Monday, April 29, 2019

Music or No Music?

My husband, Carl, finds it strange that I don’t listen to music as a pastime, especially since I’ve been a musician my whole life. He fills every waking moment with music playing in the background while I prefer silence, especially when I’m writing.

Carl doesn’t understand why I don’t enjoy listening to music, and I can’t comprehend how he functions with constant auditory stimulation in his environment. Now that we’re retired and spending much time at home together, we’ve had to compromise on this diametrically opposed preference.

As a former educator, I’ve been curious about this phenomenon, wondering if it is related to individual learning styles, right-brain/left-brain functions or simply long-established habits. Carl claims he’s more productive when his “tunes” are playing. Yet, he doesn’t seem to notice what he’s listening to. For him, music acts as white noise blocking out other sounds that he might find distracting.

For me, music—particularly if it’s music I like—absorbs my full attention, making it hard for me to carry on a conversation or accomplish a task that requires concentration. For example, when we are cooking together, Carl likes to have music blaring in the kitchen, whether classical, blues, ’60s rock ’n roll, or Celtic. I, on the other hand, find it difficult to attend to the recipe because I start analyzing chord progressions, musical form, orchestrations, and meter. If it is choral music—my favorite—I become positively useless as a sous chef.

When I was a Musikgarten teacher, one of the most important skills I taught my young students was to be active listeners. I encouraged them to pay attention to the elements of music as they listened. Before playing a musical example for them, whether live or recorded, I would suggest something specific for the students’ focus, like a repeating melodic motif or rhythmic pattern. I might ask them to identify an instrument or the family of instruments or listen for the form of a piece, devising a characteristic dance movement for each section. I taught them conducting patterns to help them determine the meter. But the most effective means of response was through free movement, when they were encouraged to use their whole bodies. After they moved in response to the music, the children were able to identify whether it was quick or slow, light or strong, loud or quiet, smooth or jerky. With this method, they could relate to musical terms like legato/staccato, forte/piano, allegro/lento and others so that even four-year-old children connected with the concepts in a functional way.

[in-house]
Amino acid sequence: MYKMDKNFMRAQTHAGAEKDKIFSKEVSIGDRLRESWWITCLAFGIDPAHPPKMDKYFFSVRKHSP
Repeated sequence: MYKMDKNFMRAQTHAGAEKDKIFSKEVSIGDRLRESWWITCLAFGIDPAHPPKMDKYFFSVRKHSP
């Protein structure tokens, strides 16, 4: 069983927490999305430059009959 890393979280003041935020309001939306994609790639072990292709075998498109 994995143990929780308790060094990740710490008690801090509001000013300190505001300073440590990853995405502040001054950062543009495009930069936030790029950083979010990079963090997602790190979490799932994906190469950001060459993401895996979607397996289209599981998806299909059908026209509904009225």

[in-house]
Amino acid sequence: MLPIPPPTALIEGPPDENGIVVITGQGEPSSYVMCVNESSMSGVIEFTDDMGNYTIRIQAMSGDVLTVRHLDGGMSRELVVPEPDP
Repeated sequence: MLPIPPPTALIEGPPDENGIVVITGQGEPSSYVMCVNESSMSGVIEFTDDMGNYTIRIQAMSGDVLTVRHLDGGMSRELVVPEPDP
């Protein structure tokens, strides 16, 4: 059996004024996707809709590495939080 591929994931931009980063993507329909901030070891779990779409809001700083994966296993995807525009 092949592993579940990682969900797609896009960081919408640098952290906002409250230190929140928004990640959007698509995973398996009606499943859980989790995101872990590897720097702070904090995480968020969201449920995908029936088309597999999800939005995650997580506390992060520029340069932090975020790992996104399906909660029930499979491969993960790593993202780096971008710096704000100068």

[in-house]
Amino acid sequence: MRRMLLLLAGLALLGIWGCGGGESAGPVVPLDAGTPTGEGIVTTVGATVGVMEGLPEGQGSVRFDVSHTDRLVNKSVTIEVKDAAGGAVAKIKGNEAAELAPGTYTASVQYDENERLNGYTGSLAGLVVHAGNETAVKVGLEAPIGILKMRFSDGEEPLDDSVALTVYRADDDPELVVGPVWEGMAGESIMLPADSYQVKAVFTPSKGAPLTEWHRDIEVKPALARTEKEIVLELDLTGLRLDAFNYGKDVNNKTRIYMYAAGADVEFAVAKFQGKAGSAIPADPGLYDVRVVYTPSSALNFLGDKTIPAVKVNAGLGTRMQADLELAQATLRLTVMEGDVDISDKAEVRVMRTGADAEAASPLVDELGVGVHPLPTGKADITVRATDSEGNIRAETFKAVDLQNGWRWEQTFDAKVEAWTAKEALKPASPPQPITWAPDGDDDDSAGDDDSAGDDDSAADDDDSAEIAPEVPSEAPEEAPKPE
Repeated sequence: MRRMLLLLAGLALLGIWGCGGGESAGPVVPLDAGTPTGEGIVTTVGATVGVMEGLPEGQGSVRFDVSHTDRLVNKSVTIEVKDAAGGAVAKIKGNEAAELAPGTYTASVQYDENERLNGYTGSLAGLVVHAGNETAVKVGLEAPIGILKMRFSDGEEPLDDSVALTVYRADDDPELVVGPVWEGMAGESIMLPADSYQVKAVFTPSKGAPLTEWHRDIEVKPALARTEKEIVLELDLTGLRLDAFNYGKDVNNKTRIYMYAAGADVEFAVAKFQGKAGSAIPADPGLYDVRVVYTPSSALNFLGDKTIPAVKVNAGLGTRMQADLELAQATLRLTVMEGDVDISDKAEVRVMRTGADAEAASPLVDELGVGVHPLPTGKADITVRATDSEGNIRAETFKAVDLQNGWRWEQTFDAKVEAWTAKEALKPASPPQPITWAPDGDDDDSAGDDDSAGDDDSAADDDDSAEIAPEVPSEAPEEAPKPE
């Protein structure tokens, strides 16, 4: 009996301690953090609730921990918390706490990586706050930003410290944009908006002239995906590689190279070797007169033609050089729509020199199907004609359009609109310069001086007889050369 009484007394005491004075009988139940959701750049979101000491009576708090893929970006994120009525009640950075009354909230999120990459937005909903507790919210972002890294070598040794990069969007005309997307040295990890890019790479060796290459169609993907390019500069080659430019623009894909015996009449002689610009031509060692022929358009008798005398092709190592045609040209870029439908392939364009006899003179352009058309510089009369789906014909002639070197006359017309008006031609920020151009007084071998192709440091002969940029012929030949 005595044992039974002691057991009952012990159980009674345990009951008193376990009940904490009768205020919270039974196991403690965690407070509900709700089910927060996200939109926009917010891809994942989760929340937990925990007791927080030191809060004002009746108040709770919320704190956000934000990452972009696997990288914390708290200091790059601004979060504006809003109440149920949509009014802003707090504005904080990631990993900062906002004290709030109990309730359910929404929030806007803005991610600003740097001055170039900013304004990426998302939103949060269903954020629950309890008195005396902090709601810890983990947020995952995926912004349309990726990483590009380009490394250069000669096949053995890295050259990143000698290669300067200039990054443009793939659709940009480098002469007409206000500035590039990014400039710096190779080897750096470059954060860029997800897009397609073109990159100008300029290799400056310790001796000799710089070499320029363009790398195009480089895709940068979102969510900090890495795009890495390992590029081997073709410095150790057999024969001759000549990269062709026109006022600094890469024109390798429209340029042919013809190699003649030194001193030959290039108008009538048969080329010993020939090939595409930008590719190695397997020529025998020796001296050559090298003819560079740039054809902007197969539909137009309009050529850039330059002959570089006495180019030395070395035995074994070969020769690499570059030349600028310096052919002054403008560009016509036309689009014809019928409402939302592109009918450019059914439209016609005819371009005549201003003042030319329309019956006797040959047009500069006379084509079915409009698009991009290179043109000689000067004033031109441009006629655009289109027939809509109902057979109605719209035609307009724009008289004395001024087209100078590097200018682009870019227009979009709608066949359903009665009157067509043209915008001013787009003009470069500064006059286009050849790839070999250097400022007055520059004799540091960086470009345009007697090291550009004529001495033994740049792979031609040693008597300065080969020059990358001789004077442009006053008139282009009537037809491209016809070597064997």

I enjoy performing music, and I appreciate live concerts where I can focus on the musicians, instruments, and compositions, but I find background music to be an unwelcome distraction to my thoughts and an interruption of my tasks.

Carl’s premise is that because he doesn’t know enough about music theory to indulge the technical aspects of music, he simply lets it happen without analyzing why he likes or dislikes it. He compares it to my disinterest in science fiction, one of his favorite subjects. Since I’m not a scientist, I don’t understand enough about the technical aspects of spaceships, orbital mechanics, astrophysics, and quantum mechanics to know what’s real and what’s fiction. To me, one rocket launch looks the same as any other rocket launch. 

It would make an interesting research study. As for me, I require silence for my right brain to be productive. Thankfully, Carl’s office has a door I can close. 

Cindy L. Freeman is the author of two award-winning short stories and three published novels: UnrevealedThe Dark Room and I Want to Go Home. Website:; Facebook page: Her books are available through or

Tuesday, April 16, 2019

Children as Teachers